We have described this model previously.13 In brief, the full-length human somatic ACE cDNA (4.02 kb) placed under the control of a 2.1-kb rat myosin light chain-2 (MLC-2) promoter yielded 2 independent transgenic lines, the first with 2 to 3 copies (L1172) and the second with 5 to 10 copies (L1173) of the transgene. Activity of membrane-bound ACE was determined as reported previously.13 The ACE-transgenic rats were normotensive compared with the controls.
Because L1173 rats expressed the highest ACE activity, we treated 2 subgroups (n=6 to 8 each group) of male L1173 rats 12 to 15 months old either with the ACE inhibitor lisinopril (5 mg · kg−1 · d−1 in drinking water) for 12 weeks or with AcSDKP before they were euthanized. Nontransgenic Sprague-Dawley rats were used as controls. AcSDKP (Bachem) was infused at a rate of 1 mg · kg−1 · d−1 via subcutaneously placed miniosmotic pumps (Alzet, model 2 Ml 4) for 3 weeks. The local institutional animal experiment committee approved all experiments.
Northern blotting was performed as reported previously.14 The atrial natriuretic factor probe was obtained from a 825-bp BamHI fragment of the atrial natriuretic factor cDNA cloned in pGEM-4Z (kindly provided by Dr Sigrid Hoffmann, University of Mannheim, Germany) and the transforming growth factor (TGF)-β1 probe (823-bp cDNA fragment) was generated by reverse transcription–polymerase chain reaction.
Myocardial collagen was stained with picrosirius red, as described earlier.15 Left ventricular (LV) interstitial collagen was quantified by computerized planimetry. To measure myocyte cross-sectional area, transversely cut tissue sections were stained with anti-laminin antibody (Sigma) counterstained with hematoxylin.
Measurement of Ang II Levels
For the determination of cardiac Ang II levels, heart tissue was homogenized and centrifuged, and the supernatant was diluted with 0.1 mol/L of Tris-acetate buffer. The solution was passed through phenylsilica cartridges, and the absorbed Ang was eluted with methanol. The eluate was incubated with tracer and Ang II antiserum (a kind gift from P. Admiraal, Rotterdam, the Netherlands). Radioactive Ang II was counted by a gamma counter.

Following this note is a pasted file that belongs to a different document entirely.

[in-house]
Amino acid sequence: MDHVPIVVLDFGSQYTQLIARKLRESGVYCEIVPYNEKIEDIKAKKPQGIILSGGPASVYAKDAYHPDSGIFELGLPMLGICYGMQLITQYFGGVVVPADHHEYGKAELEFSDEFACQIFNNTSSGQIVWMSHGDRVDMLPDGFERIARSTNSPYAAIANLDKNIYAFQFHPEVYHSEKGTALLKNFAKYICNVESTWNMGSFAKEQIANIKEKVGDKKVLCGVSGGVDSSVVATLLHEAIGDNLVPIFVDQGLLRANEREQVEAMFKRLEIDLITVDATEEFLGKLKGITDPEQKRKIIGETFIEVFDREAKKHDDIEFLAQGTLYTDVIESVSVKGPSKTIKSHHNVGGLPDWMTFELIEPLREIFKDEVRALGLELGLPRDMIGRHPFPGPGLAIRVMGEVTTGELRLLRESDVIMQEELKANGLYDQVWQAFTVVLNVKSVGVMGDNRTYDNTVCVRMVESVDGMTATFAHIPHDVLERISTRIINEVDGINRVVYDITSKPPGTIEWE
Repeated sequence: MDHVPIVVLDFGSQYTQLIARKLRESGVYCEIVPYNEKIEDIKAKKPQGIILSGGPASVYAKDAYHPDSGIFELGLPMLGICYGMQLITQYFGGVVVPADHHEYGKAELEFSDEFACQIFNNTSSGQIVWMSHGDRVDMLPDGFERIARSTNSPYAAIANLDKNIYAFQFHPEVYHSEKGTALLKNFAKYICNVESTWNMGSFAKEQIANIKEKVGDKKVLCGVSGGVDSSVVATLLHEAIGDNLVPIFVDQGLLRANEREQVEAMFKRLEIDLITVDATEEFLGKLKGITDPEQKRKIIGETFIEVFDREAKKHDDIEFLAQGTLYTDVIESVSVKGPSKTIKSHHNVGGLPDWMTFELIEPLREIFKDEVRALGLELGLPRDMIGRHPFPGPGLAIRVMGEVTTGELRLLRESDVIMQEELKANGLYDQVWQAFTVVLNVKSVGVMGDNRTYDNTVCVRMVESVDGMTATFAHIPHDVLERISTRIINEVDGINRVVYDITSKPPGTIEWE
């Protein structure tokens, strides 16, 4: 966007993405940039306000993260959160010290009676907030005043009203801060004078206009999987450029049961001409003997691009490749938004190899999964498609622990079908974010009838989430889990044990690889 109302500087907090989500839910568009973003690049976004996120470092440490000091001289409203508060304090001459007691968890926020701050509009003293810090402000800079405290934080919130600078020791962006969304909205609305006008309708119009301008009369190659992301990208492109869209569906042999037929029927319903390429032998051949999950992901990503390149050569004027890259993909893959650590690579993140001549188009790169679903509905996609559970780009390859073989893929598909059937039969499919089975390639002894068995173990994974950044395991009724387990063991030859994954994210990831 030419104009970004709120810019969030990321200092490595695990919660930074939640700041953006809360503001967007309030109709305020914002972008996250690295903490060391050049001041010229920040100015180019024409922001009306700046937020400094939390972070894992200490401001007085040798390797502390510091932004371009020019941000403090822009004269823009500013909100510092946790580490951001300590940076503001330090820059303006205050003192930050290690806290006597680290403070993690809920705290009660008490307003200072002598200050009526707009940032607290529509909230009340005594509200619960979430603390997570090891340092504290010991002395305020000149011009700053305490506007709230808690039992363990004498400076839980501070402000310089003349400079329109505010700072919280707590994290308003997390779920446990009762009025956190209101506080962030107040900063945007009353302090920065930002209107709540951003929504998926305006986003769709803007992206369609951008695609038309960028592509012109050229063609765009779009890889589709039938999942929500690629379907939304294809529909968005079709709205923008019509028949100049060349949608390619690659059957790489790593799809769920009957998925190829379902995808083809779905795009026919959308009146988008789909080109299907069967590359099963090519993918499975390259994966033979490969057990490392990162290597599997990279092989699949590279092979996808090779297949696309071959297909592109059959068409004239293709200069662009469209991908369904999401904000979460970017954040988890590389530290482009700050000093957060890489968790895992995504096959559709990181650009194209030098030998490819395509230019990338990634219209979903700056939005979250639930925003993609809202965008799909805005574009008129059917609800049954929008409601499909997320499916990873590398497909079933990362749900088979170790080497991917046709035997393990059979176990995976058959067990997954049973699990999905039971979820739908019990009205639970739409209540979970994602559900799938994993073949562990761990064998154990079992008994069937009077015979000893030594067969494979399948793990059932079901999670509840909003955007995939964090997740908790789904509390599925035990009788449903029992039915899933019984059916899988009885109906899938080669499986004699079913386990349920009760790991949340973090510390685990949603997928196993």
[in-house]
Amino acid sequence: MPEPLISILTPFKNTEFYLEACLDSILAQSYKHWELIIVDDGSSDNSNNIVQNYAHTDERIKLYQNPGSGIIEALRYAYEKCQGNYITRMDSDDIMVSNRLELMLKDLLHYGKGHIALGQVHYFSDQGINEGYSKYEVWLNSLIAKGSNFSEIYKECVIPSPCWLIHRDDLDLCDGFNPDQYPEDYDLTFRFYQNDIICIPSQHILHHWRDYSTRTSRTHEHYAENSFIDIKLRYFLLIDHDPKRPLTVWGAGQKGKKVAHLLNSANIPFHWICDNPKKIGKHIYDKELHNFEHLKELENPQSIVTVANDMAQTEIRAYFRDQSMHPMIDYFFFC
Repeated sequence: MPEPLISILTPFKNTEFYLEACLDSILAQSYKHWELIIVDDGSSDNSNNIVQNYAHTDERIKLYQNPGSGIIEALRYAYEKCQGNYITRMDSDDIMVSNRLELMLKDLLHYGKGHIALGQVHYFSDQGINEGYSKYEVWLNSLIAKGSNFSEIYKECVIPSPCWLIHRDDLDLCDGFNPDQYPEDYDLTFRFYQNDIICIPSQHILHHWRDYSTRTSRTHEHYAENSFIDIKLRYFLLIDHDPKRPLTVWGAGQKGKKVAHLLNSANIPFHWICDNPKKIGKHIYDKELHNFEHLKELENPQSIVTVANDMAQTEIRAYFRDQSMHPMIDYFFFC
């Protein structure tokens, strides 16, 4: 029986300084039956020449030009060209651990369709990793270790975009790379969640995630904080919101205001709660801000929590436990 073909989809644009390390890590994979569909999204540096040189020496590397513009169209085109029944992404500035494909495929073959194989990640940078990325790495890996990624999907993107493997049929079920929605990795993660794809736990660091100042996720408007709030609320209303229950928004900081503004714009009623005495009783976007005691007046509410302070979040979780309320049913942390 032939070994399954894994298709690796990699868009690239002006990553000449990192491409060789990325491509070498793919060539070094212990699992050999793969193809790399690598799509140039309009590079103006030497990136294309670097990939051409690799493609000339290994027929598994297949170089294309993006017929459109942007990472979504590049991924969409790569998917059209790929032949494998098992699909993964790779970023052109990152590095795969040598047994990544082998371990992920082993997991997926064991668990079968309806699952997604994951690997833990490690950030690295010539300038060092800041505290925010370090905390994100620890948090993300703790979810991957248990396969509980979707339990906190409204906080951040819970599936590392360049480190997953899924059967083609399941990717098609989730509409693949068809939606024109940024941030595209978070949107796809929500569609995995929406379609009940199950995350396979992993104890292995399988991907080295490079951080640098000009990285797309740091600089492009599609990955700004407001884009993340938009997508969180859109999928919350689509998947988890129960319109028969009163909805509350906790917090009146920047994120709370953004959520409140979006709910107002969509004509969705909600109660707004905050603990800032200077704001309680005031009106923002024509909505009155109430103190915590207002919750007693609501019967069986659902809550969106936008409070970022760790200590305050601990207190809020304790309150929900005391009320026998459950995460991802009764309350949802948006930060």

AcSDKP Immunosorbent Assay
AcSDKP was measured by highly sensitive and specific immunoassays16 using a commercially available kit (SPI Bio and CEA). AcSDKP was isolated from LV according to the manufacturer’s protocol.
Cell Culture Study
Cardiac fibroblasts were isolated from 2-day-old neonatal Sprague-Dawley rats as described previously.9 Cells were grown to confluence in 6-well plates and were placed in low-serum medium (0.1% FBS) for 48 hours before the experiment. The cells were then treated for 60 minutes with TGF-β1 (Sigma) with or without AcSDKP (Bachem). Captopril (10 μmol/L) was added to the medium to prevent degradation of AcSDKP by ACE present in the serum.
TGF-β1 Receptor Displacement Assay
To investigate whether AcSDKP competes with TGF-β1 for its receptor binding, synchronized cardiac fibroblasts were treated with 125I-labeled TGF-β1 in the presence and absence of AcSDKP according to a protocol published previously.17
Protein Isolation and Western Blotting
Protein isolation and Western blotting were performed as described previously.9 Anti–P-Smad3 antibody was a kind gift from Professor E. Leof and Dr M. Wilkes (Mayo Clinic Cancer Research, Rochester, Minn), anti-collagen I/III antibodies were from Abcam, and anti–TGF-β1 antibody was from Promega. All other antibodies were purchased from Cell Signaling Technologies.
Data are shown as mean±SEM. The data were analyzed by 1-way ANOVA in combination with a Dunnett post hoc analysis to correct for multiple comparisons (SPSS 10.0). Probability values of P≤0.05 were considered statistically significant.
Increased ACE Activity in the Heart